Aug 2, 2017 - Kerstin Kormendy for SoGerman
Allie MacAlister was waiting at a cross walk light in former East Berlin. The young Canadian illustrator was on a trip through Germany together with her boyfriend. It was the first time she travelled across the ocean to Europe. Looking around, she discovered a little man displayed on the pedestrian light – Ampelmann. That’s cute, she thought. That would be a fun comic!
Two years later, in 2017, Allie was sitting at her desk sketching a comic about her Germany trip. She posted it on Twitter, and caught the attention of the culture and communication team of the German Embassy in Ottawa. When they met up, Allie talked about her trip to Germany and how a “tiny man with a hat” inspired a travelogue she hopes to turn into a book.
German Embassy: Why do you draw?
Allie: I’ve always loved drawing. I started doing comics in my early high school years, when I was 15, 16 years old. I would draw pictures and leave them in my friends’ lockers. A lot of them were about things my friends and I were doing, inside jokes, things we would talk about while hanging out together. And I realized that I can express myself well through art and I enjoyed it.
Tell us about your trip to Germany.
In September 2015, my boyfriend and I went to Germany for three weeks. Germany had always been on the top of his list. He had travel books when I met him. I first wanted to go to Scotland, where my ancestors are from. But then we decided to go to Germany.
We are both planners. When we were doing research, I was starting to get excited. We made plans to have a final stop in Munich for Oktoberfest, before that we intended to see Berlin, Dresden, Leipzig, Hamburg, Cologne, Düsseldorf, Frankfurt, the Black Forest and then finally follow the Romantic Road to Munich.
What was one of your favorite memories?
We stayed at a little farm house. The B&B owner’s wife didn’t speak a word of English. She was so cute though; she came up to me speaking excitedly in German and showing me Canadian things that people brought as souvenirs. Photos with Canadians wearing Canadian clothing, flags, tea towels, and a little Canadian beaver with a Mountie costume, the most stereotypical little figurine. It was sitting on her little display in the kitchen. It was my favorite accommodation throughout the trip, staying with this lovely older German couple.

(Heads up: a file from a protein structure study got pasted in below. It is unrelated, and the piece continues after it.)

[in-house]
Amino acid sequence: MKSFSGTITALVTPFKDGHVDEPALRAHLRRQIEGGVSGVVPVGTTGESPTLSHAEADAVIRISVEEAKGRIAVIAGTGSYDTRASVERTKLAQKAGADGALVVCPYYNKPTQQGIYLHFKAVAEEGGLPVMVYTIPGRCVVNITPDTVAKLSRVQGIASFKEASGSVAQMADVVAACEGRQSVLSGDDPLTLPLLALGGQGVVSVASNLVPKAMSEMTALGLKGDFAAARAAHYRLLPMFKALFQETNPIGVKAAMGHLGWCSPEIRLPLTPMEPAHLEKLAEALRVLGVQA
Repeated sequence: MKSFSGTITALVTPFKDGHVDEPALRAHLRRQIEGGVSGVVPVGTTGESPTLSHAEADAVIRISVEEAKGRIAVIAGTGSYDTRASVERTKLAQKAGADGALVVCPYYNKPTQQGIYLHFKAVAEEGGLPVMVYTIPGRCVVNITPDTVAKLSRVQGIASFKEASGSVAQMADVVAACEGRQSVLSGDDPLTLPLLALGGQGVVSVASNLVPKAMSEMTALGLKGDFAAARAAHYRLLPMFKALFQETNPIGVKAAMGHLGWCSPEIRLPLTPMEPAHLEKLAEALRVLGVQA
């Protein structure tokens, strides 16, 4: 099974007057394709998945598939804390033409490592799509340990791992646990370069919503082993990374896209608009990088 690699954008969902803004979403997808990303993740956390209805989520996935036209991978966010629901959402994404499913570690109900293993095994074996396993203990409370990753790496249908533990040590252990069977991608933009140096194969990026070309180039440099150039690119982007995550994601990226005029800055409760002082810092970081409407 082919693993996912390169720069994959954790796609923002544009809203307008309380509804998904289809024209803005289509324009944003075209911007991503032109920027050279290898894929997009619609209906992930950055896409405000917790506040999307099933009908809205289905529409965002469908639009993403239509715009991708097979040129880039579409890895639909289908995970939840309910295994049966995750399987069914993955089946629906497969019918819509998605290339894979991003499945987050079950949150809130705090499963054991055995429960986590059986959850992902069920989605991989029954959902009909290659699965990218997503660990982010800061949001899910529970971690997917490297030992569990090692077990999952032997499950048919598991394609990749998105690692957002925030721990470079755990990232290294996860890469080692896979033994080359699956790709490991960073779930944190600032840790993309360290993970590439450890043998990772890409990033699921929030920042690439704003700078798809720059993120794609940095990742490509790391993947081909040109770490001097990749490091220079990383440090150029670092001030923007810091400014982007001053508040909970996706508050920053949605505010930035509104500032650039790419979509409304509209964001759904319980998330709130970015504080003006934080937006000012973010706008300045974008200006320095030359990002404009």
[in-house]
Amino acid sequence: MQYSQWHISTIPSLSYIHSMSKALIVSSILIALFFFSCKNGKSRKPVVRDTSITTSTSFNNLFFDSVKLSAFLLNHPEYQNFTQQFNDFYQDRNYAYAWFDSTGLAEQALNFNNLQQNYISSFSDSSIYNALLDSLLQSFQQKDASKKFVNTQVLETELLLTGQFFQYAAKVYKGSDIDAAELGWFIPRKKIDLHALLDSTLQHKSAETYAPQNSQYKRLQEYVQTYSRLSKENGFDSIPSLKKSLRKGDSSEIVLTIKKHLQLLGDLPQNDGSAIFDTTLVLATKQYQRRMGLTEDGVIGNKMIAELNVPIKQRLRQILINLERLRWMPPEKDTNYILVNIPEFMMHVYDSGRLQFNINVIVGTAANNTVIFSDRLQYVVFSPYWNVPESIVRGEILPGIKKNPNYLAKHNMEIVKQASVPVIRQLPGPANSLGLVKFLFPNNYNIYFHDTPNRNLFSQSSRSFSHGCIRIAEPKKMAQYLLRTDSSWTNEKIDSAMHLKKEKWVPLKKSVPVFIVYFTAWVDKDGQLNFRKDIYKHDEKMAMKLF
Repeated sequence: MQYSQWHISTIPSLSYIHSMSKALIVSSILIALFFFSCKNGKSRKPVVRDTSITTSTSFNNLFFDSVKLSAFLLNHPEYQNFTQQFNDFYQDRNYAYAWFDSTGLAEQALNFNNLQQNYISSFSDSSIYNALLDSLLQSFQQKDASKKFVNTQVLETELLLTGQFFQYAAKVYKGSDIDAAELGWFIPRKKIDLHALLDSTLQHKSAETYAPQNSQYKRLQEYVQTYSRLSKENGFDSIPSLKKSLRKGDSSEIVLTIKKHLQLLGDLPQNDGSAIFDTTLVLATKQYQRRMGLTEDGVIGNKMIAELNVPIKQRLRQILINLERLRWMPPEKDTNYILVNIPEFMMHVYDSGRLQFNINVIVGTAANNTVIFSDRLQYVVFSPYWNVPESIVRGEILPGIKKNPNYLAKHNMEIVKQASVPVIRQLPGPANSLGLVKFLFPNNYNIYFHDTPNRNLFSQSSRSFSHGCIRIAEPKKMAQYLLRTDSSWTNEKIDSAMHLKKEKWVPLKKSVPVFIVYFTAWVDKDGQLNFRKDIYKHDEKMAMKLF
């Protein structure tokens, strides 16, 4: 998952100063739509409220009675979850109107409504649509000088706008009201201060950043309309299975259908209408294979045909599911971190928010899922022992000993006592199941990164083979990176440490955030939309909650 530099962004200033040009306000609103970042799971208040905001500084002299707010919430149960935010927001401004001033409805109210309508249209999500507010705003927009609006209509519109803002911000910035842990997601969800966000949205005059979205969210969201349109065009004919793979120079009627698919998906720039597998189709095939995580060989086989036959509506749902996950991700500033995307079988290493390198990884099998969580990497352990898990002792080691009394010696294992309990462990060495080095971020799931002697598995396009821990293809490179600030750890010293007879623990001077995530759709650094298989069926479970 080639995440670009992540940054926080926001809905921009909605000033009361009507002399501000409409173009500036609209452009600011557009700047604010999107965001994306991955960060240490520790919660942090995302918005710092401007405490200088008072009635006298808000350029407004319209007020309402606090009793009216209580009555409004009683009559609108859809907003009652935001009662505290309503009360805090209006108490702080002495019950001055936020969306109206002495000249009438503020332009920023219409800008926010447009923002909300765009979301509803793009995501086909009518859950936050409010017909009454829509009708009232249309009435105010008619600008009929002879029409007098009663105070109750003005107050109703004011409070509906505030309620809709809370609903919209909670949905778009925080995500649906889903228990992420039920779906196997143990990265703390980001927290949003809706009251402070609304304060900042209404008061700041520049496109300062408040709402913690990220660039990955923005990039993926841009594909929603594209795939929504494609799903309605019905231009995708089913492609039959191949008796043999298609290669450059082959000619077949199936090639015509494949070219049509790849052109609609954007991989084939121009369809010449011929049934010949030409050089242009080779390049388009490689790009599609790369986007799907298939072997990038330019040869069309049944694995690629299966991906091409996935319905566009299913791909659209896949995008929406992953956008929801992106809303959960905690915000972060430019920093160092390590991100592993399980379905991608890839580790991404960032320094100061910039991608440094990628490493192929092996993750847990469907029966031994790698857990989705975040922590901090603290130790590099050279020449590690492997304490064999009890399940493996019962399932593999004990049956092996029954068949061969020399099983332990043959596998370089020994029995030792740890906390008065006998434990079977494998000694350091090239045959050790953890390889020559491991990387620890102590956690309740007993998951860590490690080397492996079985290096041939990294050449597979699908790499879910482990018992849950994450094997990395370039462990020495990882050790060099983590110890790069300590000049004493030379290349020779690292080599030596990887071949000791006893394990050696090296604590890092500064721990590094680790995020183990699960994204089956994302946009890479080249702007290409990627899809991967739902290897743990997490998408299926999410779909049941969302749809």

What inspired you to document your trip in a comic travelogue?
I started to be a full-time illustrator in 2013. Before that I was a part-time artist. I looked more at other independent creators and I followed what they were doing online. That’s where I learned more about graphical comics, travelogue comics – which inspired what I am doing now with comic work.
I hadn’t done comics for a long time, for years. I always missed it. When I realized that I wasn’t working on any project for myself, I decided to do the travelogue about Germany.
How many parts will you include in your travelogue?
I had more than 100 prompts on the back burner, untouched ideas since I came back from Germany. I hope to turn it into a book at the end.
Aug 23, 2017 - Kerstin Kormendy for SoGerman
Born as Erhard Hübener, he earned his nickname Paco from a neighbor in Spain. As a literature and philosophy student, he decided to take a break from university life and travel [...]VIEW STORY
Jul 26, 2017 - Oneika The Traveller in partnership with German National Tourism Board